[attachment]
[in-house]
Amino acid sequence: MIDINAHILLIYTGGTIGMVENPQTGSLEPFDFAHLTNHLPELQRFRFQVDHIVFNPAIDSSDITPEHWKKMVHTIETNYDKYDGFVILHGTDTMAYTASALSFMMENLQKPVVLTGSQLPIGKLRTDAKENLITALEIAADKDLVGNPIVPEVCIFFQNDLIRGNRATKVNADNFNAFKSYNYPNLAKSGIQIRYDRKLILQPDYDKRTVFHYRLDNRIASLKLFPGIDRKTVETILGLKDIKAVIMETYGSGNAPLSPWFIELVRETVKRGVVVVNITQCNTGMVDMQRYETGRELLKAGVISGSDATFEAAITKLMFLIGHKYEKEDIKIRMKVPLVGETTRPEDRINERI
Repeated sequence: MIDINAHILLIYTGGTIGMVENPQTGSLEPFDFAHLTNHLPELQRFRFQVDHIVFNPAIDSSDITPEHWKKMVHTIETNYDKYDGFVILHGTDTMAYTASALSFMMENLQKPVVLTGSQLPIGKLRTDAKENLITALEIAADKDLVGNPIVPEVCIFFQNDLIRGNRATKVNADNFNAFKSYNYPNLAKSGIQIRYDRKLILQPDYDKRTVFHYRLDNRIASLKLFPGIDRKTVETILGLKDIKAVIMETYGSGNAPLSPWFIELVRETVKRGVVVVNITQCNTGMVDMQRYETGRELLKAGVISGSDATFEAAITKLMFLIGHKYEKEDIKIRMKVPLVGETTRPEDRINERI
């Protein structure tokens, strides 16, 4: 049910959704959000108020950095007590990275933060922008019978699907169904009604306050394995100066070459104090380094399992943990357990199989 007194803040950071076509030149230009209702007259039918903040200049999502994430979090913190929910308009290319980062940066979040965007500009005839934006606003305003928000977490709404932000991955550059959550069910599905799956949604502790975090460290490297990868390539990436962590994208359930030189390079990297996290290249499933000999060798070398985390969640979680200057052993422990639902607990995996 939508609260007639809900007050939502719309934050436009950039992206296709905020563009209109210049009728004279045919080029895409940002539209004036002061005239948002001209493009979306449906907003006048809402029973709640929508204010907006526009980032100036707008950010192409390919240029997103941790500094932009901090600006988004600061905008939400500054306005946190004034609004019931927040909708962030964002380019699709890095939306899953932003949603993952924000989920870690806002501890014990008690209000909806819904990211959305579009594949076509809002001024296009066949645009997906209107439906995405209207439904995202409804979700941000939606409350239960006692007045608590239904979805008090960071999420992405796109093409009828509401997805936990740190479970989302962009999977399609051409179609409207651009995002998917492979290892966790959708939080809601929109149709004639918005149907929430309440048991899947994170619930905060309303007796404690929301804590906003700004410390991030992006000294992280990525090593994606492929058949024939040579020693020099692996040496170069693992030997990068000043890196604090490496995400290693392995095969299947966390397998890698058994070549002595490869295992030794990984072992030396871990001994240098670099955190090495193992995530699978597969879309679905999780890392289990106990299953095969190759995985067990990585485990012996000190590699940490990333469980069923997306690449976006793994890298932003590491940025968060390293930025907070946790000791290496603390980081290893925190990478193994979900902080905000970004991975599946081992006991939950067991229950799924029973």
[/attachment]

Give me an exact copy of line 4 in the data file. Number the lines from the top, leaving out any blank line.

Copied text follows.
């Protein structure tokens, strides 16, 4: 049910959704959000108020950095007590990275933060922008019978699907169904009604306050394995100066070459104090380094399992943990357990199989 007194803040950071076509030149230009209702007259039918903040200049999502994430979090913190929910308009290319980062940066979040965007500009005839934006606003305003928000977490709404932000991955550059959550069910599905799956949604502790975090460290490297990868390539990436962590994208359930030189390079990297996290290249499933000999060798070398985390969640979680200057052993422990639902607990995996 939508609260007639809900007050939502719309934050436009950039992206296709905020563009209109210049009728004279045919080029895409940002539209004036002061005239948002001209493009979306449906907003006048809402029973709640929508204010907006526009980032100036707008950010192409390919240029997103941790500094932009901090600006988004600061905008939400500054306005946190004034609004019931927040909708962030964002380019699709890095939306899953932003949603993952924000989920870690806002501890014990008690209000909806819904990211959305579009594949076509809002001024296009066949645009997906209107439906995405209207439904995202409804979700941000939606409350239960006692007045608590239904979805008090960071999420992405796109093409009828509401997805936990740190479970989302962009999977399609051409179609409207651009995002998917492979290892966790959708939080809601929109149709004639918005149907929430309440048991899947994170619930905060309303007796404690929301804590906003700004410390991030992006000294992280990525090593994606492929058949024939040579020693020099692996040496170069693992030997990068000043890196604090490496995400290693392995095969299947966390397998890698058994070549002595490869295992030794990984072992030396871990001994240098670099955190090495193992995530699978597969879309679905999780890392289990106990299953095969190759995985067990990585485990012996000190590699940490990333469980069923997306690449976006793994890298932003590491940025968060390293930025907070946790000791290496603390980081290893925190990478193994979900902080905000970004991975599946081992006991939950067991229950799924029973």